Replace A/C entirely

Discussion in 'Tech Discussion' started by WillSquared, Dec 7, 2018.

  1. WillSquared

    WillSquared Full Access Member

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    So I have had nothing but trouble out of my AC system since I bought my truck a few years ago. I’ve been through a couple compressors, and now the heater core is leaking. I’d like to just take all the old out and replace it all with new parts. Could someone who knows more than me list out what all I’d need to do that? Here’s a list of what I think. Let me know if I do or don’t need it all. Thanks

    Compressor
    Accumulator
    ORing set
    Orifice tube
    Core/Cap set
    Suction/Discharge lines
    Heater core
    Condenser
    Blower motor
    Blower motor control module


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  2. yevgenievich

    yevgenievich Full Access Member

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    Jumping over to a sanden style compressor might help with compressor reliability.
     
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  3. Snoots

    Snoots Supporting Member Supporting Member

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    Sanden 508
     
  4. WillSquared

    WillSquared Full Access Member

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    Mine is the pancake style compressor. What would have to be changed to go to the Sanden?


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  5. yevgenievich

    yevgenievich Full Access Member

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    Depending if v belt or serpentine. Worst case brackets and hoses. Best case brackets and adapter. And the usual dryer/orifice/flush/seals for opening up the system
     
    Last edited: Dec 8, 2018
  6. 75gmck25

    75gmck25 Full Access Member

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    I've replaced almost all the A/C components in my truck, so I can give you an idea of how it would work.

    - Blower motor and heater core were replaced with OEM components.
    - OEM steel fan with severe duty fan clutch
    - Evaporator is still original OEM, along with low temp probe and cutoff switch that is inserted into it. Evaporator was flushed to remove all old oil.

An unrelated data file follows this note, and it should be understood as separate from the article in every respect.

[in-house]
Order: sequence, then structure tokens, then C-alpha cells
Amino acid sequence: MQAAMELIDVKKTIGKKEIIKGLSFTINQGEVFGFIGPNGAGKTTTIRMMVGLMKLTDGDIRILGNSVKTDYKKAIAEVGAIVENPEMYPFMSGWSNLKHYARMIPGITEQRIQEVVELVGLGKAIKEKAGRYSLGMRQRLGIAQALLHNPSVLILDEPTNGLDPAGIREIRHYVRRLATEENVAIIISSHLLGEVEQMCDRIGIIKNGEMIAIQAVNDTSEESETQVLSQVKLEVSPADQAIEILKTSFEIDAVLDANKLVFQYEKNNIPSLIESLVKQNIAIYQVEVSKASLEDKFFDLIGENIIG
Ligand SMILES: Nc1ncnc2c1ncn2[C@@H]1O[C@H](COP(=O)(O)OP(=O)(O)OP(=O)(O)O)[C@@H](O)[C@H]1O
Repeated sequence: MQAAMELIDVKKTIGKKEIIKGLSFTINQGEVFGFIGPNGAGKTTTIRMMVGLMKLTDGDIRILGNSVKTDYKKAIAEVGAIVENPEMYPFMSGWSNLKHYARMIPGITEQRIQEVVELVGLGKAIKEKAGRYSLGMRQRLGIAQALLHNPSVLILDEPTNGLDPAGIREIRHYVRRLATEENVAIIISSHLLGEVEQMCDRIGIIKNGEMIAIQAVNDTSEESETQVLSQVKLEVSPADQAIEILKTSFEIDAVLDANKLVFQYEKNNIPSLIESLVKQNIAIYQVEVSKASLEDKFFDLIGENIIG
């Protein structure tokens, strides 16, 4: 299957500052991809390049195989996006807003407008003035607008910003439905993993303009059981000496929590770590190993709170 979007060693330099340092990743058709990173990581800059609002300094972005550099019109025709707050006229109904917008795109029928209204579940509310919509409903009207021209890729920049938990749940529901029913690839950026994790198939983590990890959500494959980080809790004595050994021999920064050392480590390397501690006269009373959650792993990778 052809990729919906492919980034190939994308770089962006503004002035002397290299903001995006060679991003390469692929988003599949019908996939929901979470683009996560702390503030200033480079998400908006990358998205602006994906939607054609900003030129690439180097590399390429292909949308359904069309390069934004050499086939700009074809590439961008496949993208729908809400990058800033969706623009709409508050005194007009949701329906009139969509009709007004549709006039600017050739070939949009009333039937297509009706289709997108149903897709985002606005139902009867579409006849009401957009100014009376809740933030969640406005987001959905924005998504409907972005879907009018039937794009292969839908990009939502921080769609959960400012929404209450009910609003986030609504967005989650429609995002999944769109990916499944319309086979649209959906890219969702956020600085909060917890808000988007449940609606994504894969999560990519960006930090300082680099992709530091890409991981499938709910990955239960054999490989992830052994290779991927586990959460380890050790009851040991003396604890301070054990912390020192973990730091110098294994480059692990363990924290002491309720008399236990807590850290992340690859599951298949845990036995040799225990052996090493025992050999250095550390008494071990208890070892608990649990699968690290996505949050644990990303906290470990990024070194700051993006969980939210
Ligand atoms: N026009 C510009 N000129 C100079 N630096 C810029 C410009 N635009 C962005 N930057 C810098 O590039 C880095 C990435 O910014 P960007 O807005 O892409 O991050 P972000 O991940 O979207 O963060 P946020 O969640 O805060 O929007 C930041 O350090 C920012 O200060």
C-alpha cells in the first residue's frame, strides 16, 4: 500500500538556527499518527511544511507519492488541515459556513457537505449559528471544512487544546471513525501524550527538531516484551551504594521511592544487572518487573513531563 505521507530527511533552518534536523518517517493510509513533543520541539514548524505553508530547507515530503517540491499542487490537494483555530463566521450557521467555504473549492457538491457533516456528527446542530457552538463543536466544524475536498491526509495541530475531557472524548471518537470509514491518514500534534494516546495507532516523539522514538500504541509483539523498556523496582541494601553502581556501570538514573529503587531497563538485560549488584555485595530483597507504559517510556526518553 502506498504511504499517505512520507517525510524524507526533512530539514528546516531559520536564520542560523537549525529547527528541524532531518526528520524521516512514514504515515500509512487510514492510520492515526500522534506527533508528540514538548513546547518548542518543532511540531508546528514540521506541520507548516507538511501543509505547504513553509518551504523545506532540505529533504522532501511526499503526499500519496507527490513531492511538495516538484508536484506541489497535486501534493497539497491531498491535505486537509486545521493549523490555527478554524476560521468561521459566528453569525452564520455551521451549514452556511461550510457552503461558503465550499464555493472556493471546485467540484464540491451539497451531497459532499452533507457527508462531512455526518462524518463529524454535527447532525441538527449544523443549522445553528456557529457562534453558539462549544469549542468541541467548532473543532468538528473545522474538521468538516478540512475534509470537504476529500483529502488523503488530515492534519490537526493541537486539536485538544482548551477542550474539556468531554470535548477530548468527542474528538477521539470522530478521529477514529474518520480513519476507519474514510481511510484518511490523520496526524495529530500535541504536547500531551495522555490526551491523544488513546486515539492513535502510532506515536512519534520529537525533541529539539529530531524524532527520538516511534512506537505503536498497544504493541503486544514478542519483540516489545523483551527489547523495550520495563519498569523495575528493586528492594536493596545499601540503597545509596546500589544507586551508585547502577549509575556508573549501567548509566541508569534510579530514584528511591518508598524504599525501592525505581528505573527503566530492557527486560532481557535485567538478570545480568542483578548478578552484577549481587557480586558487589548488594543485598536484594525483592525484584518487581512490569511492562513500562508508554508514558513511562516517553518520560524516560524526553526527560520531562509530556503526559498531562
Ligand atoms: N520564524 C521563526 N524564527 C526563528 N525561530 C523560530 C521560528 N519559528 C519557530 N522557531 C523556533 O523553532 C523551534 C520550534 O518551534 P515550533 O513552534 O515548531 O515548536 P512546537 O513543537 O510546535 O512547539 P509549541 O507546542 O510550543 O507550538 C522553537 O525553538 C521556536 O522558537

- Replaced condenser with largest parallel flow that would fit. After the fact I found out that the large OEM condenser may have been fine, but opinions vary.
    - Replaced A6 compressor with a Sanden compressor and brackets from Vintage Air. Had to figure out the best belt length, but otherwise a straightforword job with my V-belt system.
    - Replaced filter/drier with one from about an '85 truck, mostly because the top fittings lined up better. OEM could have been made to work, but the hose fitting was on the bottom.
    - Added a high pressure cutoff switch, screwed into old R12 port fiting. Probably not needed, but recommended. You can just wire it inline with the original low pressure cutoff.
    - Switched to Ford blue orifice. Supposed to work better than GM white with R134a.

    - Had custom barrier hoses made up to connect from compressor to condenser and compressor to evaporator. They put the new R134a charge ports in the fittings where they connect to the compressor. Very easy to reach when charging.
    - The lower evaporator fitting on a '75 is large diameter and it is where the orifice tube fits. They had to make a custom fitting (brazed two together) for that connection because its a small diameter hose but a large fitting. I think the orifice is in a different location on newer trucks.
    - Reassembled with all new green O-rings, lightly lubed with PAG oil
    - Recharged with about 7-8 oz of PAG oil and an R134a charge that is about 75% of the R12 charge. Used the gauges to tune the charge a little further, based on pressures.

    This setup worked well for a couple of years, and then I had problems chasing down a leak. Leak turned out to be the body of the high pressure switch leaking - not what I expected, but I guess its a cheap switch. Currently running again and able to drop the temps down very quickly.

    Bruce
     
    Last edited: Dec 8, 2018
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  7. SquareRoot

    SquareRoot Full Access Member

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    Do you plan on keeping this truck? If the answer is yes, then shitcan the OE system, bite the bullet and buy the Vintage Air Surefit system. I just did this on my 85. You will lose 20 miles of useless vacumn hoses/diaphrams, wires, relays, and stiff cables. It's plug and play, modern technology, reliable and effective. This comes at a price ($1200 ish). Buy once- cry once. I live in Yuma, Az. Summer days are 110+. I get 45 degrees out of the vents. Worth every penny.
     
  8. yevgenievich

    yevgenievich Full Access Member

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    Some temperatures can be archieved with a stock system using sanden compressor as well. All depends on current condition and budget.

     
  9. roundhouse

    roundhouse Full Access Member

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    I used the vintage air also
    And it’s an easy install

    Kinda pricy but also thenother OEM parts add up
    And the vintage air is all new parts
     
  10. WillSquared

    WillSquared Full Access Member

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    Thanks for the info guys. I am torn. I’ve considered the Vintage Air but I could replace the stock setup 3 times over for the price of the vintage air kit. I’ll just have to weigh my options.


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  11. Battlac40

    Battlac40 Full Access Member

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    Pictures are nice !
    .... ?
     

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